There was a day not long ago when the use of a drone was a fun hobby where everyone would stop and gaze at the unusual object darting around in the sky. Today it's all different. Drones are used in so many ways in agriculture it would be impossible to list them all. The drone is a powerful tool that gives the farmer real-time information that is invaluable in making good decisions. The day is here when farmers will buy drones just like they purchase a new tractor but at far lower costs. 

I have focused on crops thus far, but it's critical that we recognize that artificial intelligence and technology development is changing all of agribusiness. The impact on animal agriculture, supply chains, for instance, will be no less profound. However, the critical question that farmers need to answer today is will our nation lead the way in agriculture production through artificial intelligence and technology, or will we yield that power to China or to another country?

Taking advantage of the R&D credit 

I know the American farmer well. They were my mentors when I grew up on that dairy farm in north central Iowa. They were my supporters in Nebraska as I served as their Governor, Ag Secretary and Senator. They are ready to feed, clothe and fuel the world, but they need our help. The Research and Development Tax Credit is a powerful tool for them that eases the burden of financing their entry into the world of AI. It’s important to note, the R&D isn’t only for scientists or engineers and in fact, it is one of the strongest catalysts to digital transformations that farmers can take advantage of. 

Certain farming specific legislation, like the Farm Bill which dates back to the 1930s, doesn’t target innovation support for the industry, whereas the R&D credit is much more effective in realizing these visions. Improvements to harvesting and cultivation techniques, along with the implementation of new equipment are just a couple of the activities that may qualify for the credit. Farmers must work closely with their advisors and tax professionals to determine if they qualify for the R&D credit and what they can do to begin taking advantage of it. By not utilizing valuable government incentives, farmers are leaving essential funds and innovation on the table.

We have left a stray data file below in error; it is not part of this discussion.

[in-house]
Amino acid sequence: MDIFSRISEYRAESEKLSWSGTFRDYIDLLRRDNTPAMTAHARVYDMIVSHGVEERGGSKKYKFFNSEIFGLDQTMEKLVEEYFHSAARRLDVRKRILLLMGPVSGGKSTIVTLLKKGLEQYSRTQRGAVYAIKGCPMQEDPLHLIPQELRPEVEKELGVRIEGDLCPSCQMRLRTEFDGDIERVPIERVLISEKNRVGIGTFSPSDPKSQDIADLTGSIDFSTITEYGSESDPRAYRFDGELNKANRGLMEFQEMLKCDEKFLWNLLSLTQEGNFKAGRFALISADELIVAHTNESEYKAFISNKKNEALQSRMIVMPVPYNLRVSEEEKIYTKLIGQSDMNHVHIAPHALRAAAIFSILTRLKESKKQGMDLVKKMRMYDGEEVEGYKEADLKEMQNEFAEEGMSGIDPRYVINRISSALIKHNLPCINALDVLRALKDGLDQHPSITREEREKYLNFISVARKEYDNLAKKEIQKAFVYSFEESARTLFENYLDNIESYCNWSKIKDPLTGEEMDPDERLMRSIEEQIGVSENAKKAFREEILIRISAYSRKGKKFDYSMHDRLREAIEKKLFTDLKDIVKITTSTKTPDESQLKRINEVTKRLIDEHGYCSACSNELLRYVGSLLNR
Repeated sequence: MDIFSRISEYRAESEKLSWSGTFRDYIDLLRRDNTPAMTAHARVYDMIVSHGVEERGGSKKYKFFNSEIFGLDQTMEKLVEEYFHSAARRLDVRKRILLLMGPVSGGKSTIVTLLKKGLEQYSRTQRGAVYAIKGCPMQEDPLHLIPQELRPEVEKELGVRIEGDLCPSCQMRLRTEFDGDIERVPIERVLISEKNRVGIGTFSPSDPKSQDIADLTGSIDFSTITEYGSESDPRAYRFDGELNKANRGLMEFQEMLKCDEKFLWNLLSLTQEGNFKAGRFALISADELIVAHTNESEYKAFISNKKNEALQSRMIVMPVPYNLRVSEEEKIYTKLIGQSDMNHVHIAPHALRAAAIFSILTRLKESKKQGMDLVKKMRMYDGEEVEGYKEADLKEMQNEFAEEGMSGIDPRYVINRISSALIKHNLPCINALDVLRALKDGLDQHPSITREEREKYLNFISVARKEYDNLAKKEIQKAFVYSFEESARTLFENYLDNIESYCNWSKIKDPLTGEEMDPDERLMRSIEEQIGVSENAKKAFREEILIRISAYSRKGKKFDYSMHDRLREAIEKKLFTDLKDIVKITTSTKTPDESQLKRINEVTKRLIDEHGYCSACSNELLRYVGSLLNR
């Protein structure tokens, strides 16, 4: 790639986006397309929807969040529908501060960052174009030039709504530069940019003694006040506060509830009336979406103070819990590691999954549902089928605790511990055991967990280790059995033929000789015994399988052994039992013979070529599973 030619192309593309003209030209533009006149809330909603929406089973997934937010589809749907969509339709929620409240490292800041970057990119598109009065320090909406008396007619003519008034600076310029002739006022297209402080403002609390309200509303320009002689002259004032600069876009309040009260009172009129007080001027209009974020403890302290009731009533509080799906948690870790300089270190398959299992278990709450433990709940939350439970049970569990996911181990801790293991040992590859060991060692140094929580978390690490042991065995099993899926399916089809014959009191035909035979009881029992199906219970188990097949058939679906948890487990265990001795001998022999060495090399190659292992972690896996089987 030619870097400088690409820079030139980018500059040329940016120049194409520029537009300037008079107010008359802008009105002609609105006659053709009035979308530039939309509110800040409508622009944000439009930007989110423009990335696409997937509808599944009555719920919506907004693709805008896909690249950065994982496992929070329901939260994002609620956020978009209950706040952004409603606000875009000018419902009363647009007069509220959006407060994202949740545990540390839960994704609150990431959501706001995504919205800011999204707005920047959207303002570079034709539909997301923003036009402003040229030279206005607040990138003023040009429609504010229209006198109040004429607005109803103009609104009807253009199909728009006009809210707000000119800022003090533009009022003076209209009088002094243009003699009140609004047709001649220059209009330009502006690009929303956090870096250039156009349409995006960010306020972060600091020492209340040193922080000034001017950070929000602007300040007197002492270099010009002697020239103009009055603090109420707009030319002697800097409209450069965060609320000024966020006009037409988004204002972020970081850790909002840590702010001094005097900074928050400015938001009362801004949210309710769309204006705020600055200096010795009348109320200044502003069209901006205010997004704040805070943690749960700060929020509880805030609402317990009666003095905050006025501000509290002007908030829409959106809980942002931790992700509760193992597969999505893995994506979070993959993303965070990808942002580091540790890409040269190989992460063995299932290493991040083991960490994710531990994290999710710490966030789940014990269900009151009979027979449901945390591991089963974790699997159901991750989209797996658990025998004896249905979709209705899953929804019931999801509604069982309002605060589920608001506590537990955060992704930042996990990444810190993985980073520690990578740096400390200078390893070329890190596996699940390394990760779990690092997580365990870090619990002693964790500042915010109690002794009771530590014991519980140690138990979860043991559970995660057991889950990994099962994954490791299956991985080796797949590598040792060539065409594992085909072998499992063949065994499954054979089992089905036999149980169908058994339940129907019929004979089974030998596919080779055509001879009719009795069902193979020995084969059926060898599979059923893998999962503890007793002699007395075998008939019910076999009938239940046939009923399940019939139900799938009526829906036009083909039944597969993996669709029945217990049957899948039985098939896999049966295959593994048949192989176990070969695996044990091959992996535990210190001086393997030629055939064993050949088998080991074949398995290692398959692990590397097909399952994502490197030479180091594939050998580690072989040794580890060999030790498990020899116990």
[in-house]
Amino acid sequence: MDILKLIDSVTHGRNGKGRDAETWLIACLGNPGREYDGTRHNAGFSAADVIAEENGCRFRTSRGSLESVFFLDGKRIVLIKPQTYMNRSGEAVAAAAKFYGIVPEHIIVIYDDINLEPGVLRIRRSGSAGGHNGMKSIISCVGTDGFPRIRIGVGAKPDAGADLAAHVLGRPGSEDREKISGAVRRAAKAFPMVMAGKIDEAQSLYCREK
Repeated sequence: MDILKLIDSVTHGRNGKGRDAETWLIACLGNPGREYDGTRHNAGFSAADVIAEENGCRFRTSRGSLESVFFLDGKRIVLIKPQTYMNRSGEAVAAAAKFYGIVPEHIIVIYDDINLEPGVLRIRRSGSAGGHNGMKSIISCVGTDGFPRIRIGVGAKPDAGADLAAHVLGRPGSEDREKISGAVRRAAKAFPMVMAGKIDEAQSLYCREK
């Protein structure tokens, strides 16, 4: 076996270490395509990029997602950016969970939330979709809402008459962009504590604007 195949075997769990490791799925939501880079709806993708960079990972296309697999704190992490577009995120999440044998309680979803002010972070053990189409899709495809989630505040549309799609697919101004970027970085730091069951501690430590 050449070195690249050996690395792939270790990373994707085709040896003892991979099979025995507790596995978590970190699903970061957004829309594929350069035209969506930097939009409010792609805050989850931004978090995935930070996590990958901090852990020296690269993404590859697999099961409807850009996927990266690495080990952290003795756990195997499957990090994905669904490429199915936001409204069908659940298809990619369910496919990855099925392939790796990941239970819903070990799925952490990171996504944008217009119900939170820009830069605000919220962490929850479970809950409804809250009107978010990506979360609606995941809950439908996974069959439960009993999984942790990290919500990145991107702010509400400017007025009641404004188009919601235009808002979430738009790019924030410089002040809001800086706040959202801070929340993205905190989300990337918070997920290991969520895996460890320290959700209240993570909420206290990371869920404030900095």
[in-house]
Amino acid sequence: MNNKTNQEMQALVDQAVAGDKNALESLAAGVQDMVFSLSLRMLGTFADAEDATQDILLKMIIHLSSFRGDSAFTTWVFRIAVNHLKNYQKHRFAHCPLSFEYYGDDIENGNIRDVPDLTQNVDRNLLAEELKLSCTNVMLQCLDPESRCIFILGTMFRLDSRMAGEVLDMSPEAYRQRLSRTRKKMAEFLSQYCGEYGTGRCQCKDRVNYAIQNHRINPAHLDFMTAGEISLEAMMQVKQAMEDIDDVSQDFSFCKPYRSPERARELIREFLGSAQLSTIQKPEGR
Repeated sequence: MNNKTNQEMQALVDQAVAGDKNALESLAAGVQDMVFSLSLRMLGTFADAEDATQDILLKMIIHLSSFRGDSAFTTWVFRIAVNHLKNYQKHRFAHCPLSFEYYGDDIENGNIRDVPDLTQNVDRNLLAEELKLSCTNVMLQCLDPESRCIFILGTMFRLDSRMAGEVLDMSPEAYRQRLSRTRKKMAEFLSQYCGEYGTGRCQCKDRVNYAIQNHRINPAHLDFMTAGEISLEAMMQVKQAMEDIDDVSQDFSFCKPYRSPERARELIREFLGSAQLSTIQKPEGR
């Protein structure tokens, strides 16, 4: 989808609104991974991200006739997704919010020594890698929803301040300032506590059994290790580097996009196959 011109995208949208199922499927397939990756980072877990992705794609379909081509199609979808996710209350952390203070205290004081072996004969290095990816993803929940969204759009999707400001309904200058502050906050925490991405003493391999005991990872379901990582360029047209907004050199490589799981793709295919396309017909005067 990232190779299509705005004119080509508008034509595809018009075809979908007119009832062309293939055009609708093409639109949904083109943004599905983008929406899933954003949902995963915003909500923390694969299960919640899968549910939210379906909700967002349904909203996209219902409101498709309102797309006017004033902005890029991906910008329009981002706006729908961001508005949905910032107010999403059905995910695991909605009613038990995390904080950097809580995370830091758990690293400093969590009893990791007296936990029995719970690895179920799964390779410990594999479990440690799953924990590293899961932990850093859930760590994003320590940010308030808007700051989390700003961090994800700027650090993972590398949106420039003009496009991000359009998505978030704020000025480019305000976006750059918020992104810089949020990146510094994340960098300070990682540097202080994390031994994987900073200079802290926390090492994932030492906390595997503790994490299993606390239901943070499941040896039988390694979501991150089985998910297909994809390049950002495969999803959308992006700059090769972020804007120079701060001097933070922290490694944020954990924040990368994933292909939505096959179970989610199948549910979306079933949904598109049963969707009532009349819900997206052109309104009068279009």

The legislative and executive branches have always stood by farmers because food is our most important national security issue. To continue this support, they must not only urge agriculture experts to take advantage of the credit, but also continue expanding this resource and other financial incentives that reward innovation in the sector.

Mike Johanns was the U.S. Secretary of Agriculture from 2005-2007 as well as the Governor of Nebraska from 1999-2005 and the state’s U.S. Senator from 2009-2015. As alliantgroup’s Chairman of Agriculture, Johanns brings more than 30 years of experience at virtually every level of government and a strong background in both agriculture and economic development. As the Secretary of Agriculture, he managed 18 different agencies, opened or expanded access to 40 international markets and was responsible for multiple agricultural breakthroughs as a negotiator for the Doha Development Round.